There have been "Best Catchphrases" lists here on Bleacher Report before, and there are plenty to choose from as favorites. One thing's for sure; there will never be another Rock on the mic.
But I thought I'd take a look at the other end of the spectrum.
We here on B/R are no strangers to bad one-liners. Does "Thanks for commenting" or "Stay on topic" ring a bell? Yeah, we're very familiar. So I listed what I thought are/were the worst signature taglines in the world of pro-wrestling, in no particular order.
There really is nothing worse than just completely ripping off someone else's gimmick.
That's exactly what Juventud "The Juice" Guerrera did when he jacked, not one, but TWO of the Rock's famous lines.
1- "Finally, the Juice has come back to [insert city]"
2- "If you smelllllll what the Juice is cookin'!"
It's no surprise that an act like this could pass in WCW, which was losing horribly in the Monday night wars when The Juice showed up on the scene. The company was at a loss in the originality and creativity department by this time.
Speaking of creativity, Mike Mizanin's "I'm the Miz, and I'm Awesome!" line is just completely devoid of inspiration. It shows the weakness of character development in the "PG-era" when a line like this is one of the more popular ones.
Really, Miz? Really?
I actually do like the "Really?" bit.
Back to WCW we go. Konnan was atrocious.
I could never make out much of what he was saying (you can hear it for yourself here), but from the parts I could understand, it seemed like he—much like another wrestler who will appear on this list—had an affinity for jacking lines from a popular fourth-rate Dirty South rapper.
"Bowdy bowdy and rowdy rowdy"? His speech was cloudy cloudy at best.
Bubba Ray was the heavy lifter of the Dudley Boyz in the promo department. D-Von would finish the segment with an "Oh, my brother, testify!"
Unfortunately for D-Von, Vince took this line and formed a gimmick around it, making D-Von some sort of clergyman after the Dudleys split up.
Getting stuck with a gimmick like that is anything but divine providence, Amen?
I'm prepared to catch flak for this one.
I can't deny that the "I'm the best there is, the best there was, and the best there ever will be" line received a pop from the crowd.
But I maintain that the only reason the crowd would cheer is because they knew that when they heard this send-off, it was the end of one of the Hitman's awful promos.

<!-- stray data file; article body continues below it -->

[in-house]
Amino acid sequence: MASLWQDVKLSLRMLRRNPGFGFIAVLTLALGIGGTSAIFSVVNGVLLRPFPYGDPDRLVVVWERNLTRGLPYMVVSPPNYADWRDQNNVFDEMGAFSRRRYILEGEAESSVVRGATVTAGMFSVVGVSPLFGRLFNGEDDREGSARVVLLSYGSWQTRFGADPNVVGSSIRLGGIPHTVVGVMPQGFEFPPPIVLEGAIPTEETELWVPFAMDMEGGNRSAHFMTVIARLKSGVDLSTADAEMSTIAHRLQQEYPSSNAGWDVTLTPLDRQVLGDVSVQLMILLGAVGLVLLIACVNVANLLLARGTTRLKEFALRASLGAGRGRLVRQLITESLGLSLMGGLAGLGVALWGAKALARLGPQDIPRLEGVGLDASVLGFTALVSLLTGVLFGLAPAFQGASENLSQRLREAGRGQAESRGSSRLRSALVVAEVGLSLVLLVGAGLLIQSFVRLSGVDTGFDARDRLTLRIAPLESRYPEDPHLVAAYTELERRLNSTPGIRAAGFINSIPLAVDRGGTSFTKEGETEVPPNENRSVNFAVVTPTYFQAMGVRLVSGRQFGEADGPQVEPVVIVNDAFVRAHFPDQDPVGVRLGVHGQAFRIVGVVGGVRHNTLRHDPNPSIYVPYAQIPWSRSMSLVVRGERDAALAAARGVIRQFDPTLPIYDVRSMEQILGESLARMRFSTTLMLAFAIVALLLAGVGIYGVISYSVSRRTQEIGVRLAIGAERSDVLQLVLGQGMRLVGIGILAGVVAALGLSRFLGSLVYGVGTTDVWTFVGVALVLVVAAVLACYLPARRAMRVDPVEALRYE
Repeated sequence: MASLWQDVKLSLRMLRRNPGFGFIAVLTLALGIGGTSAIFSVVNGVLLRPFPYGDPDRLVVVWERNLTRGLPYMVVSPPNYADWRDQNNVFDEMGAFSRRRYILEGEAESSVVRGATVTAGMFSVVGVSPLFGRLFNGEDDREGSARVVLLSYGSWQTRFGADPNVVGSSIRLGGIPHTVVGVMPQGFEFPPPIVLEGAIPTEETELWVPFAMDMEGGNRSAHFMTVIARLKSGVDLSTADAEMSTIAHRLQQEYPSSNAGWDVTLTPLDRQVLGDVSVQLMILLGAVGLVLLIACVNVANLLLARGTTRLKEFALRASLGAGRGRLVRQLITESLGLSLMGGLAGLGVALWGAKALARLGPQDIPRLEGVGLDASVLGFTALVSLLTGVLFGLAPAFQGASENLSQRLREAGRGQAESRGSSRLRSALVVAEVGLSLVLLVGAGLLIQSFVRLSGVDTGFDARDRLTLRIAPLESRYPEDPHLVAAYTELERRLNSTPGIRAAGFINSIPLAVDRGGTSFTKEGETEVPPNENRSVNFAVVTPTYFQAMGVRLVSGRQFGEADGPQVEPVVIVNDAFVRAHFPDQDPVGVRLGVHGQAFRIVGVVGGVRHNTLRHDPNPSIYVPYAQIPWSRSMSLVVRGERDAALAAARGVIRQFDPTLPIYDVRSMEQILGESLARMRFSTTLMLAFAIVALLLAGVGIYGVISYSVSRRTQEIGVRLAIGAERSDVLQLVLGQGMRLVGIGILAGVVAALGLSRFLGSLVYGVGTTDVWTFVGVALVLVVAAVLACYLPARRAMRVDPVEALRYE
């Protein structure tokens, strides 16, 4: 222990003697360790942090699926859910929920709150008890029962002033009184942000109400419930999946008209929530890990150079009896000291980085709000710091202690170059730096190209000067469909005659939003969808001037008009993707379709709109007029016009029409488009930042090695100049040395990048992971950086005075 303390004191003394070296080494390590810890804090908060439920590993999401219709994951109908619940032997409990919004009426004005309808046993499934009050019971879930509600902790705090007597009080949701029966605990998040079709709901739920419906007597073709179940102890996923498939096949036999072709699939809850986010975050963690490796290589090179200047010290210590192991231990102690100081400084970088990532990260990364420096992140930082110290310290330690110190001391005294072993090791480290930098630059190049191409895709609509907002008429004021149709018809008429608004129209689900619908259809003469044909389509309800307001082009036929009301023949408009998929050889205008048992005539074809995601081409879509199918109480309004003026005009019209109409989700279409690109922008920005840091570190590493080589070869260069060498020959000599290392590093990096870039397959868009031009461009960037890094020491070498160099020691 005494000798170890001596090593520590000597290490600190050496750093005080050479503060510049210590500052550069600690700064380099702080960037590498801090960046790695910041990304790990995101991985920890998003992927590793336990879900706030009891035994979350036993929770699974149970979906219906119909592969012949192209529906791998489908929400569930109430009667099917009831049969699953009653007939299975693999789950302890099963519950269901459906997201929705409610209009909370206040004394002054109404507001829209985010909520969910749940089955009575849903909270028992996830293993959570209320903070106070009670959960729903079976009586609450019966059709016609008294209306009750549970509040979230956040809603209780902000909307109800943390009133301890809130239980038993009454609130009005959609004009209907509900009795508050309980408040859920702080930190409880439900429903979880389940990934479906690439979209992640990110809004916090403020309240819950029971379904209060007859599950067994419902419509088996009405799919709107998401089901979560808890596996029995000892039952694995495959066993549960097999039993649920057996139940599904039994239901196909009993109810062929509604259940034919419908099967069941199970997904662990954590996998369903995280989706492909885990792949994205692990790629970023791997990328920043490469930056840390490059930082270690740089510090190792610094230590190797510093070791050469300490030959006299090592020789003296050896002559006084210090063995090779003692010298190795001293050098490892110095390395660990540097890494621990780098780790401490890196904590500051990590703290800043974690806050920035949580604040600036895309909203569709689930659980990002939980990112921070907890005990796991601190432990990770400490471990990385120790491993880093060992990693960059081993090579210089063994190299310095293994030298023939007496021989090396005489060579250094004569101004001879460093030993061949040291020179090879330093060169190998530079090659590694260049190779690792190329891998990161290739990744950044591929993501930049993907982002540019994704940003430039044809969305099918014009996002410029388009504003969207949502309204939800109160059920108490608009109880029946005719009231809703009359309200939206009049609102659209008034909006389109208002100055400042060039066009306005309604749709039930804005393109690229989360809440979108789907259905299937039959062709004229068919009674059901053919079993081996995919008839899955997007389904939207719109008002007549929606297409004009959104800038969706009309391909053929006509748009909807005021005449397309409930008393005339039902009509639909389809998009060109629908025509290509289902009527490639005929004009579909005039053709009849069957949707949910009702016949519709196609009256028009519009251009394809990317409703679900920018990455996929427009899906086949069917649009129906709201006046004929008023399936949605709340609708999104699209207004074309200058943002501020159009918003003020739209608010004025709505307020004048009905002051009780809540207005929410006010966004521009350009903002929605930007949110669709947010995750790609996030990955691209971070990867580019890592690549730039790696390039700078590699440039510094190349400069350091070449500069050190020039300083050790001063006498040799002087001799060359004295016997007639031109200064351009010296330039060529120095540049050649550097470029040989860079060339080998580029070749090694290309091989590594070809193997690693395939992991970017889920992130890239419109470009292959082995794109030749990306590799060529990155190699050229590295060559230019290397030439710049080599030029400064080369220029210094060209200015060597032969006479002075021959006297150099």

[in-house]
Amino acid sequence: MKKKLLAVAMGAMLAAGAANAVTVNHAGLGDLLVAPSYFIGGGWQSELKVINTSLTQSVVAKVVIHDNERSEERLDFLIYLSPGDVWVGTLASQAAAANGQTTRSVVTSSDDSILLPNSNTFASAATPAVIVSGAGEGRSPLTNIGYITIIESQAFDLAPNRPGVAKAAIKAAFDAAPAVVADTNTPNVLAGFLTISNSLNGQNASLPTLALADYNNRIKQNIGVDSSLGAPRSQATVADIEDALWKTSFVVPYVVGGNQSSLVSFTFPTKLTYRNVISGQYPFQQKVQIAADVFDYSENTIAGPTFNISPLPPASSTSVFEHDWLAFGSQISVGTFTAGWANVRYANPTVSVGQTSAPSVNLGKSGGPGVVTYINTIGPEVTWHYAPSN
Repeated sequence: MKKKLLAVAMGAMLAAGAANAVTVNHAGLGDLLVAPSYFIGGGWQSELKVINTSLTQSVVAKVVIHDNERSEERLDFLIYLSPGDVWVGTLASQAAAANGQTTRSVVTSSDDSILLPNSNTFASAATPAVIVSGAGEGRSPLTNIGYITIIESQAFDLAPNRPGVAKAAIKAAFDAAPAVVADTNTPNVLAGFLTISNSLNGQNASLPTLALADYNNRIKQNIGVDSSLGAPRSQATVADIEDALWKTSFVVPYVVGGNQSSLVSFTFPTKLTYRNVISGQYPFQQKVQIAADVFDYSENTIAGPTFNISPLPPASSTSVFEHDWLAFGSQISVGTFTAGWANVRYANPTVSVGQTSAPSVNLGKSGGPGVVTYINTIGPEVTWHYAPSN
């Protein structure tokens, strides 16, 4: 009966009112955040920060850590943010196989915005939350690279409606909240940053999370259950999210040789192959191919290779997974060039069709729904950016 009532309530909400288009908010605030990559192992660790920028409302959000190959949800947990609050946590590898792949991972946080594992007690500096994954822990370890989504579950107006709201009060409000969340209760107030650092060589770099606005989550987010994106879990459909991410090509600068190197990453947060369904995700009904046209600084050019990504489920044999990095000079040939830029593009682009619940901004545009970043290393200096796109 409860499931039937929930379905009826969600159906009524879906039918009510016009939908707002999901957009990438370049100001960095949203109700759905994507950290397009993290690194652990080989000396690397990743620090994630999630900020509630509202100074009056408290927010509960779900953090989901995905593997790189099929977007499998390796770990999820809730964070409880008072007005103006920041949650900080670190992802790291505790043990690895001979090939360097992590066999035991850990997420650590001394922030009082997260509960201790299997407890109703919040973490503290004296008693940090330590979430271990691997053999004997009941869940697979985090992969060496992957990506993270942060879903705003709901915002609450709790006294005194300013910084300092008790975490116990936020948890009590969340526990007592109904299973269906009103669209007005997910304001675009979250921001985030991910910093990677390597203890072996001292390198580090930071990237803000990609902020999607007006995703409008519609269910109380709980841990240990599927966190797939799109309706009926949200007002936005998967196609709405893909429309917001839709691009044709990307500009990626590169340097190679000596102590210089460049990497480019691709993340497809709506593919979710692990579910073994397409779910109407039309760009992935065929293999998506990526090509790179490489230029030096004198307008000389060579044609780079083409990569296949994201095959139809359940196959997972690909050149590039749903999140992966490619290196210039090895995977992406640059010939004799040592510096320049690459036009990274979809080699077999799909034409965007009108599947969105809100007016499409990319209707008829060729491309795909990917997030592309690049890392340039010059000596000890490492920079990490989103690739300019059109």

Seriously, he sucked on the mic.
The Old Federation was beating up on WCW late into the Monday night wars, and part of the reason was because the Attitude Era had a little something for everybody. The Big Valbowski was that something for the women.
He'd show up in his towel, presumably after wrapping the shoot on his 800th adult film, and swoon the female audience with his porn-star panting, and breaking the ice with a "Hello, Ladies!"
I, personally, couldn't stand it.
When it came to catchphrases, Big Poppa Pump and Konnan drew from the same well, that well being southern rapper Master P.
While Konnan only borrowed a couple words (bout it/bowdy), Steiner went ahead and jacked an entire line of lyrics with his "Big Poppa Pump is your hook-up. Holla if you hear me!"
I'm guessing that "hook-up" Steiner was referring to was his steroid dealer.
Actually, it's "What's up?"
Upon his return to the WWE, Killings would enter the arena through the audience, rapping with "What's up?" as the hook to his theme.
It was a novelty line, but nothing that could bolster his gimmick to make him come off as a legit threat to the main event like an Austin or Rock line, and it died out pretty quickly.
I'm glad he's done a 180 on this and changed it to "You suck!" while addressing the audience to make his presence felt in the upper-echelon of the WWE roster.
This popular line is accompanied by a wave across the face. It's mimicked in popular culture, and by little Jimmies all across the world.
And I can't stand it.
Alright, I'm man enough to admit that there is a little resentment tucked underneath my disdain for this little charade. Mr. Thuganomics himself has become a household name, having started out as a token white rapper and evolving(?) into whatever the John Cena persona has become now.
I can't help wonder if the "You can't see me" tag would be as widely known and emulated if R-Truth, another hip-hop gimmick, had employed it.
Wait, I don't have to wonder. The answer is NO. Why? Read my last article.
If you made a list of the top 3 D'Lo Brown marks of all time, The Dizzle would secure the top spot. From the head-bob arm-swing entrance, to the finishing Lo-Down, no one enjoyed a D'Lo Brown match more than I.
But his catchphrase during his promos left a little to be desired. While I would crack up when he told his foes "You better recognize!" it simply did not get over whatsoever with the crowd.
After his stint as one of the N.O.D.'s angry black man's club members, Charles Wright slipped right into The Godfather character, which was WWE stereotyping at its most insensitive. And Wright was all too enthusiastic to play along.
Parading around as a pimp, and inviting the WWE universe to ride the "Hoooooo Train!" (chuga-chuga choo-choo), The Godfather's visibility ended with his promos, as he was nothing more than one of the most colorful jobbers in WWE history.
We'll never forget his name, no matter how hard we try.
In case we did, Double J would refresh our memory by spelling it out for us;
"J E double-F, J A double-R E double-T"
As a founder of TNA, Jarrett will make sure we remember he S-U-C-K-S, although I guess the reason for making sure we knew his name was so that we wouldn't mistake him for Ric Flair or the Honky Tonk Man, since he stole pieces of their gimmicks (Flair's strut and Tonk's guitar smash).
Did I forget anybody? Do you disagree with this list? Let me know in the comments!
Why follow The Dizzle on Twitter? Because my last name isn't Watry :)